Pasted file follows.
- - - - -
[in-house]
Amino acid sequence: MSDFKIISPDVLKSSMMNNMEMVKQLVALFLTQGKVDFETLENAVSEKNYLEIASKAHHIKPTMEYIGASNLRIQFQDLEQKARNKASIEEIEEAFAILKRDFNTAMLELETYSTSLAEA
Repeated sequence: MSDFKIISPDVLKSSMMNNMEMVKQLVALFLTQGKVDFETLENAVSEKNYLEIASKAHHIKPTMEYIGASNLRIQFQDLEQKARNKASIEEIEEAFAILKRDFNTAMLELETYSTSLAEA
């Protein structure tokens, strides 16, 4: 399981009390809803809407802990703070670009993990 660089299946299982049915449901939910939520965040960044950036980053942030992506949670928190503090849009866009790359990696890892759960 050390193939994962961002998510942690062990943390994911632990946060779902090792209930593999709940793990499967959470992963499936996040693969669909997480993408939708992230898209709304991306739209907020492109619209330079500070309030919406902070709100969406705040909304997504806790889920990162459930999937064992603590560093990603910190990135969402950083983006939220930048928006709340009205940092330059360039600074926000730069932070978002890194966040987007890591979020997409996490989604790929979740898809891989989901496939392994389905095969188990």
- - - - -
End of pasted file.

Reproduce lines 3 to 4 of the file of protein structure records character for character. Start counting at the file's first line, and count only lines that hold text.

Repeated sequence: MSDFKIISPDVLKSSMMNNMEMVKQLVALFLTQGKVDFETLENAVSEKNYLEIASKAHHIKPTMEYIGASNLRIQFQDLEQKARNKASIEEIEEAFAILKRDFNTAMLELETYSTSLAEA
């Protein structure tokens, strides 16, 4: 399981009390809803809407802990703070670009993990 660089299946299982049915449901939910939520965040960044950036980053942030992506949670928190503090849009866009790359990696890892759960 050390193939994962961002998510942690062990943390994911632990946060779902090792209930593999709940793990499967959470992963499936996040693969669909997480993408939708992230898209709304991306739209907020492109619209330079500070309030919406902070709100969406705040909304997504806790889920990162459930999937064992603590560093990603910190990135969402950083983006939220930048928006709340009205940092330059360039600074926000730069932070978002890194966040987007890591979020997409996490989604790929979740898809891989989901496939392994389905095969188990």